Let's just skip the part where India's top order again subsided. I think we've addressed that enough over the course of three Tests. Let's try and sift through the wreckage and find some positives.
With the ball, this was a day of progress for India. In taking ten wickets for 115 runs, they turned around what was threatening to be a mammoth first-innings total at 214 for 0. For 38 overs, India's bowlers plugged away and turned a mighty Australia into a pack of pokers and prodders. It wasn't awe-inspiring, it wasn't lethal and it wasn't significant enough to impact the outcome of this match. At some stage tomorrow, Australia will wrap up the series, after less than 11 days of cricket. But, for a refreshing period of play, India looked like they belonged on the field.
After the chastisement in Sydney and the humiliation of day one in Perth, they came out with a positive intent – they really did – on the second morning, and in a captivating first hour after lunch their abilities were laid out for all to see once again. There was pace, seam and bounce on a helpful surface and the result was a collapse of 10 for 155 from Australia. If only India's batsmen had put up a fight in the first innings.
Zaheer Khan nearly provided a breakthrough in the morning when he induced an edge off David Warner, but the chance was put down at first slip by Virat Kohli. India could have so easily gone into a shell but they didn't. They struggled to contain Warner initially but they didn't sag in the field. Zaheer beat the bat numerous times, Ishant Sharma banged the ball in and produced inner edges and hasty prods. They didn't have the results to show, but Zaheer and Ishant bowled with accuracy and control. Ishant's wicket of Warner came down to a bravado shot, but truth be told he had been beaten many times by the same bowler, as well as inside-edging aplenty.
This was the tempo and rhythm India lacked in Sydney and on Friday. They forced loose shots, didn't allow runs to come as easily as on day one. On Friday evening, India failed to locate a length to trouble Australia's openers and gifted them a rousing start of 149 for 0 in 23 overs. Today, the team took their cue from Umesh Yadav, whose three wickets in four overs before lunch set the platform for a comeback. That left Zaheer to show how crucial his reverse-swinging assets can be when everything clicks.
It was Yadav who sparked India to life by charging around the stumps and bowling Ed Cowan via an inside edge. He had his hands on his hips when Shaun Marsh somehow squeezed out a yorker for four, but four balls later was pointing to the skies after the batsman nicked to second slip. In his next over Yadav bowled Ricky Ponting with an in-cutter and India were smiling.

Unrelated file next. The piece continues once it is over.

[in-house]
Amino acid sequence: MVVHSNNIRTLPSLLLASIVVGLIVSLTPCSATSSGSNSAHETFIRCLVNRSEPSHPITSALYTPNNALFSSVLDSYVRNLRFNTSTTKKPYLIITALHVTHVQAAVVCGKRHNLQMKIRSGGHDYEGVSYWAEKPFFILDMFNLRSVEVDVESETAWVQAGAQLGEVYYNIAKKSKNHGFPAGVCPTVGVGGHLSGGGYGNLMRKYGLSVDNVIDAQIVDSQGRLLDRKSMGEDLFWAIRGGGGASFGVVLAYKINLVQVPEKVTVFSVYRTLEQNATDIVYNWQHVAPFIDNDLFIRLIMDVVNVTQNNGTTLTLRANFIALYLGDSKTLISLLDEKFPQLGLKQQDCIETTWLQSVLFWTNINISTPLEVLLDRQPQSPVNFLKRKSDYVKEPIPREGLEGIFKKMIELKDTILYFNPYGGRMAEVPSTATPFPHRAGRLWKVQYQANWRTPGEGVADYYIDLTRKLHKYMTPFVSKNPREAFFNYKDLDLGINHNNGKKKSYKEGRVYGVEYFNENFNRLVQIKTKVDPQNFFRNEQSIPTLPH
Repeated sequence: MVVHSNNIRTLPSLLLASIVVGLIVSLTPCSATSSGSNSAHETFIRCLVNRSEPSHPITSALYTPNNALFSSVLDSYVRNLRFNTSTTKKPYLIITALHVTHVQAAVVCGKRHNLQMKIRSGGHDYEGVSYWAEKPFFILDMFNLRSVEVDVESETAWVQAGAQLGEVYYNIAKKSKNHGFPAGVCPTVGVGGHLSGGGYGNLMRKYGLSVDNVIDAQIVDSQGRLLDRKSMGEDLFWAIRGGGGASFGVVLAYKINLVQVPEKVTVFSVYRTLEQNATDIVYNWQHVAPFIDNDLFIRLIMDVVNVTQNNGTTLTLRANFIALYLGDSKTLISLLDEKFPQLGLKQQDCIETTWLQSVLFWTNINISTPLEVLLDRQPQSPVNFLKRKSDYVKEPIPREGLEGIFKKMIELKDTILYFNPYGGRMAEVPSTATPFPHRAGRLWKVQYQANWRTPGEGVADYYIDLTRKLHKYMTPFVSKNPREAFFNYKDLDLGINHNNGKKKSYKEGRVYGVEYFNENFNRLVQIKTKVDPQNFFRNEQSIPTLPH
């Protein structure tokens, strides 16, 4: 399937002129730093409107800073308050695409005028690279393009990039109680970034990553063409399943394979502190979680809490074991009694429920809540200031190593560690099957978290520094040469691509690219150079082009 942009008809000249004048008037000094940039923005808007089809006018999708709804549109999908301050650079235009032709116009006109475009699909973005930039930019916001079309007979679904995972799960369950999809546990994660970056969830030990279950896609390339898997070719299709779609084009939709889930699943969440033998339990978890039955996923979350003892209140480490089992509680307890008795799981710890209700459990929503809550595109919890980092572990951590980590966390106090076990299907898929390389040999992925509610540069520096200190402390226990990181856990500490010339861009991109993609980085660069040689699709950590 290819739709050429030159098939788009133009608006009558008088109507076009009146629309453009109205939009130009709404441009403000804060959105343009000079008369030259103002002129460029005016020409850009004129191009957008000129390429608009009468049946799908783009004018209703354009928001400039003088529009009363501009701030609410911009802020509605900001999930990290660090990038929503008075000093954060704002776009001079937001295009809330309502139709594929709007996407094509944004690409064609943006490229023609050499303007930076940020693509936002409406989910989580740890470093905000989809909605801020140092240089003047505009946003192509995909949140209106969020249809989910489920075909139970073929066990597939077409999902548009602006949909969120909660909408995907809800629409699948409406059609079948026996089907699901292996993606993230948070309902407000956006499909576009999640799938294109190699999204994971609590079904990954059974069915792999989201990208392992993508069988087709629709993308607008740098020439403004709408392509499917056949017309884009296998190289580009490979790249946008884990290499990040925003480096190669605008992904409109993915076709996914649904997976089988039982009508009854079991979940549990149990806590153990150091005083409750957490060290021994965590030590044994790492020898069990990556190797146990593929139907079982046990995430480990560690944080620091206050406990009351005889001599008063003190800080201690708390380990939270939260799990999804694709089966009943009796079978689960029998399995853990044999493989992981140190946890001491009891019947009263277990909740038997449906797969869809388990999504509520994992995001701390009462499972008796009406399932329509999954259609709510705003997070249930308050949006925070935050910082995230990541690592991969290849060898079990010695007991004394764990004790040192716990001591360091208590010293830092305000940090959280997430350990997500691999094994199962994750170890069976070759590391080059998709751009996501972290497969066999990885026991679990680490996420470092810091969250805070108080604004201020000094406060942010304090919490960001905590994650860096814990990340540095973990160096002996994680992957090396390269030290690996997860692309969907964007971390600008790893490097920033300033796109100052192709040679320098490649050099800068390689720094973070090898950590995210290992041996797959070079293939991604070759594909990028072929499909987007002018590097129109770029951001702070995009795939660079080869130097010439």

A spell of 7-0-38-3 isn't the greatest, but in removing Australia's top three batsmen Yadav gave India a big window. In difficult times, such breakthroughs lift a team immeasurably. That was what India needed before lunch, and it was after the interval that their bowlers were at their most penetrative.
Zaheer's post-lunch spell of 8-1-29-2 ensured the good work done by Yadav was not squandered. Michael Clarke was drawn into a poke outside off stump and three deliveries later Brad Haddin nicked an away-moving delivery to head back for 0. Zaheer has bowled many better spells but those two wickets were like manna from the heavens for a fraught side. For that seven-over spell, the game seemed all about Zaheer and the key to his success was his length. He pitched the ball up a good half yard or so, and gained the rewards as Clarke and Haddin both played from the crease.
Yadav's third and final spell (4-1-13-2) snuffed out the tail and gave Yadav his maiden five-wicket haul in Test cricket. It was a much delayed burst from Yadav after he impressed in Melbourne.
This spark was what India lacked in the first two Tests. Their first three bowling innings of the tour were characterized by missed opportunities to ram home the advantage. In Melbourne, they had Australia at 214 for 6 but took their feet off the pedal to allow them get to 333. In the second innings, Australia were 166 for 8 but India allowed the last two wickets to add 74 – 43 to the last pair. That is what raised serious concerns about the bowling. In Sydney, Australia were lurching at 37 for 3 after Zaheer's strikes but their next wicket fell at 325 and they went on to declare on 659 for 4.
In Perth, Warner and Cowan launched a 214-run platform. But once Warner was dismissed for an outrageous 180, India rallied to run through the line-up. It gave a flagging team something to be proud of, and that was massive considering how the tour has panned out. Alas, it came too late in the series.
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